3 Differences Between Actors and Performers

I have often heard actors refer to themselves as performers, which I don’t think is empowering. I believe actors should call themselves actors. I understand that in most definitions of “actor” that, “performer” is one of the words to define it, but today the word “performer” has become more associated with circus acts, jugglers, stand-up comics, etc., and sometimes singers and dancers. Performers are talented, trained, crafted professionals. They are their own category and should be respected as such.

Actors are actors. Performers are performers. They’re both honorable professions. Why, then, am I writing about this distinction? I think it is has value in the acting profession as a means of recognition. Actors train for years in acting classes, go out on auditions, and do acting jobs. Performers take lessons to develop their specific skills, spend years perfecting them, and when they do book work, it is to perform their skill or talent. There are definite similarities, but are what I believe to be the big differences:

1. Focus. For the most part, performers are very aware of their audience and their reactions, whereas actors, whether it is in class, auditions, onstage or on a set, are focused and involved in their scene and their connection to the material. They are not focusing on entertaining an audience. That is usually a result of how well they do their job. Actors may have an awareness of the audience, technical issues, and/or direction—especially when working on a set or onstage—but their main focus is on being in the moment and the other actors, not on the audience’s reaction.

When actors are focused on anything but their work, it is very difficult to be “present” and in their scene. Also, when thinking about how you are doing or the response you are or are not getting from those watching, you are “in your head.” No actor can do their best when “in their head,’ whereas performers must focus on other things: objects, animals, music, audience response, technical issues, etc.

2. Training. Performers receive their training and experience from specialized venues, interning, and a lot of practice on their own. Most dedicated actors get their training in professional classes in major market cities, and many go to colleges and universities to get their training and theater arts degree. Academic degrees are not given in most of the performer categories.

A side note here: Even though I know professors and theater arts majors will probably disagree with me, it is my belief that the majority of university and college acting programs teach their students to perform, not act. And that is because most professional acting programs taught in major markets require students to experience a full range of authentic emotions, which most professors and academic classrooms are not equipped to emotionally handle. And because many institutions only do three-to-six months of each of the various popular acting techniques, the students learn about these techniques, but don’t spend the necessary time to master any one of them. Obviously there are universities that do offer full two- or three-year Meisner, Strasberg, etc., programs, but that is not the majority. On the other hand, many wonderful musical theater performers come from university programs.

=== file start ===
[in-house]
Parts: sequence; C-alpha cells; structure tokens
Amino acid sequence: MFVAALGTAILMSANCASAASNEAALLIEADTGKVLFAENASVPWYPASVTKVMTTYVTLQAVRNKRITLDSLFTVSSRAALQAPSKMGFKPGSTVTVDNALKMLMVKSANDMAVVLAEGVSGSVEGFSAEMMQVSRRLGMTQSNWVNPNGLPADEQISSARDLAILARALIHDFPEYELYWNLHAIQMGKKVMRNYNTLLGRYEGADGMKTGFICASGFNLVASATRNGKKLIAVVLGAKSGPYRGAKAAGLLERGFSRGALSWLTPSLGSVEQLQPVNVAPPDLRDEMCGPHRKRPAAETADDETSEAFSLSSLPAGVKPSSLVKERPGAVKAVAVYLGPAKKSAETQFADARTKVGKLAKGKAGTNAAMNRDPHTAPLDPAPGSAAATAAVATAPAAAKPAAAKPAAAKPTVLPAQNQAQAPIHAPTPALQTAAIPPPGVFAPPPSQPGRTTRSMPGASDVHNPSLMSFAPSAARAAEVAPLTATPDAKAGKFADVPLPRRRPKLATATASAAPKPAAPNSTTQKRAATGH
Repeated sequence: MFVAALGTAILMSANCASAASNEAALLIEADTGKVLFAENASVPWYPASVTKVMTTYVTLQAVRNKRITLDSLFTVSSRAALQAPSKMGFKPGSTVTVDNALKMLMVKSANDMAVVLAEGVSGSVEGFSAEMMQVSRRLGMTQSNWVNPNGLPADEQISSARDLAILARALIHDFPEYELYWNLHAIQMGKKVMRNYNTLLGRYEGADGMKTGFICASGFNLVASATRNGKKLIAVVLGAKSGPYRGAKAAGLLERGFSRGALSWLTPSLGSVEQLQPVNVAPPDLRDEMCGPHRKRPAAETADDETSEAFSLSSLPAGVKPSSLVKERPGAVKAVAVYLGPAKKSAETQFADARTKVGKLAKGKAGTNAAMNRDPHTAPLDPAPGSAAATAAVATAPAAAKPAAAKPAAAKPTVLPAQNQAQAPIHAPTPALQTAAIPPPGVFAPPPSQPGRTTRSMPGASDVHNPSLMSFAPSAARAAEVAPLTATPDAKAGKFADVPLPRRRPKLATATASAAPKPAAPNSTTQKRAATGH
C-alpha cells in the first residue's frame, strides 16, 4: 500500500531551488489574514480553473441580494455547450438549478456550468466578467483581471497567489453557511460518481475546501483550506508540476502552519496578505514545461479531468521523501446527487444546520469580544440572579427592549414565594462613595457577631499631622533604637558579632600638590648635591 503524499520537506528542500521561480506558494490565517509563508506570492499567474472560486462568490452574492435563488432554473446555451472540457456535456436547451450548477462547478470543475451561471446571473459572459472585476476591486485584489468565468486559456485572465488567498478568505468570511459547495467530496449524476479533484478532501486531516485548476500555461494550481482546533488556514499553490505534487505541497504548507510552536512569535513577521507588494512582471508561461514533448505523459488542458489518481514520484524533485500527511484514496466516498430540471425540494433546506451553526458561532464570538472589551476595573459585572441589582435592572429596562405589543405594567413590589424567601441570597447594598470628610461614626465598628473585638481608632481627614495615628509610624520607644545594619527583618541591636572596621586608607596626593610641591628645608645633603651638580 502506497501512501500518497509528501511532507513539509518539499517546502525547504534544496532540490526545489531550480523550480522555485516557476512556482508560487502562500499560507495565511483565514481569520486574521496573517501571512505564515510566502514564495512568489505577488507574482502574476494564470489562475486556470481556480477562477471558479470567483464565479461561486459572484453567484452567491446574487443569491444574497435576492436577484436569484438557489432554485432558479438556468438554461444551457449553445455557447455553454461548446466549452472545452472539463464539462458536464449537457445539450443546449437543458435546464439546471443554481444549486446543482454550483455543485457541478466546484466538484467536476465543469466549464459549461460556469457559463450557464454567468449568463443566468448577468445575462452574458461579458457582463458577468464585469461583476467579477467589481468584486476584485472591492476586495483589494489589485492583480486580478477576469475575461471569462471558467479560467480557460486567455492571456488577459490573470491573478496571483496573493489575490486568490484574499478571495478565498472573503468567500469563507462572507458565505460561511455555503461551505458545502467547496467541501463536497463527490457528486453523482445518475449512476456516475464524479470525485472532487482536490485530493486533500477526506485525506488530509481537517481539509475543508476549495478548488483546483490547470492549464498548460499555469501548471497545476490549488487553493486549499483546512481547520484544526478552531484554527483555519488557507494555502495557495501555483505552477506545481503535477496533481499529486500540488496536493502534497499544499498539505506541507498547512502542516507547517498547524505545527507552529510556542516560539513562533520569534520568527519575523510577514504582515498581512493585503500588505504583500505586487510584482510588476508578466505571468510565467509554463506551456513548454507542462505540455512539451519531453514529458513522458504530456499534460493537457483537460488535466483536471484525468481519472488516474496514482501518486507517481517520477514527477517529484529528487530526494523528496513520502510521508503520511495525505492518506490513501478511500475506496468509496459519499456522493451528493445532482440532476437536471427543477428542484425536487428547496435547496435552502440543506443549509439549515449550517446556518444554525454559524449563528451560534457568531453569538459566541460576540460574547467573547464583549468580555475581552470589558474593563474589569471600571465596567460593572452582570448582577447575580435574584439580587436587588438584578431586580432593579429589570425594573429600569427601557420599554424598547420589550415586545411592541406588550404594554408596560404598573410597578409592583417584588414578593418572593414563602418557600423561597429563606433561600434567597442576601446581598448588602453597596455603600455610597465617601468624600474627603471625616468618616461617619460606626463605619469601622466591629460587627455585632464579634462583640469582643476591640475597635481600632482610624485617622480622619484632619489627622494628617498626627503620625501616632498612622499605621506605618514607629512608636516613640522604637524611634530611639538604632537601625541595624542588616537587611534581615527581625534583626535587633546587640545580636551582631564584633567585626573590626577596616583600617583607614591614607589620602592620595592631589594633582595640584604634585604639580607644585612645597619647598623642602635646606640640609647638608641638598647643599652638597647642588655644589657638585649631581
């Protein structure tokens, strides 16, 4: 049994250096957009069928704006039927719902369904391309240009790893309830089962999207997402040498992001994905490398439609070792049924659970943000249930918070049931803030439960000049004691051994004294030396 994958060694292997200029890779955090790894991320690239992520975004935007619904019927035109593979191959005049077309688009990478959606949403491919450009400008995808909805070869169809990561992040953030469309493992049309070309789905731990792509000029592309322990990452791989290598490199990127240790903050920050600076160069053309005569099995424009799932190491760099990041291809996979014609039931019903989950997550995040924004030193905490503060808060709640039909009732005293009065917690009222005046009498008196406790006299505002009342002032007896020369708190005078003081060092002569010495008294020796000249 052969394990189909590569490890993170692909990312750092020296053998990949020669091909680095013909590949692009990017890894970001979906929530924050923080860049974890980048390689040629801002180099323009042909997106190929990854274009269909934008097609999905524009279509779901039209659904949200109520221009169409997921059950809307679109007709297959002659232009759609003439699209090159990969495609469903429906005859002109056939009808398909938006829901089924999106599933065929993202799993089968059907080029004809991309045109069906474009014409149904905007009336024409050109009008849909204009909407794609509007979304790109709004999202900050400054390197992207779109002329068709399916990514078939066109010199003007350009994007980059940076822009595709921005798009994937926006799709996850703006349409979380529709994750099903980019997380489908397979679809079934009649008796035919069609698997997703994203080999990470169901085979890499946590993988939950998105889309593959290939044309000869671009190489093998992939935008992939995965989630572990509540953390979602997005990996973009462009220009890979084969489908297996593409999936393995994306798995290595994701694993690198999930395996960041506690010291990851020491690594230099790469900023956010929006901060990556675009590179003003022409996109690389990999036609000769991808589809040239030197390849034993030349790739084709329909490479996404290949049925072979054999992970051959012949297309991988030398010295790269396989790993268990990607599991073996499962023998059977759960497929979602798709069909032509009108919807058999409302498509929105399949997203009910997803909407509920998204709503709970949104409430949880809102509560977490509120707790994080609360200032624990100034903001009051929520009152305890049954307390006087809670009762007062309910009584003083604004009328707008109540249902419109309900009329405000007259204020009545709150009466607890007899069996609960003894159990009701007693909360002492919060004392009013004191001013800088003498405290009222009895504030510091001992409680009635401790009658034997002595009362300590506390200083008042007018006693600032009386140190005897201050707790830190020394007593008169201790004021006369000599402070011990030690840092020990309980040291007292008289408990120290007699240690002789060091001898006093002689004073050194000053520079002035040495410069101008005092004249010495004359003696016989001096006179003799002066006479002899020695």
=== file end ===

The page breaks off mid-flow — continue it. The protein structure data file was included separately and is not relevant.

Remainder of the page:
3. Definition. In order to add more clarity to the professional title, I think it is beneficial for actors to either refer to themselves as a new actor, working, or professional actor, or actor, depending on where they are in their career.

When first training and/or starting to build your résumé, I believe you are a new actor. Once you start working as an actor, but not making a living, you should call yourself a working actor. Then when you start making money (or a living) as an actor, now you are a professional. And when you become successful, then you can lose the adjectives and just call yourself an actor.

As an actor, you are your own category of artist. Always refer to yourself as such, not a performer, so that you gain respect for your craft, career, and yourself and from industry pros.

For more specific commercial audition ad technique training study my videos and vlogs. Then practice the techniques you will learn from them.

Carolyne was a casting director, actress, and director, considered by agents, casting directors and students, as the best commercial audition acting coach in Los Angeles.

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Carolyne Barry
Carolyne Barry, a casting director, working actor, and director, is considered by agents, casting directors, and students to be the best commercial audition acting coach in Los Angeles.
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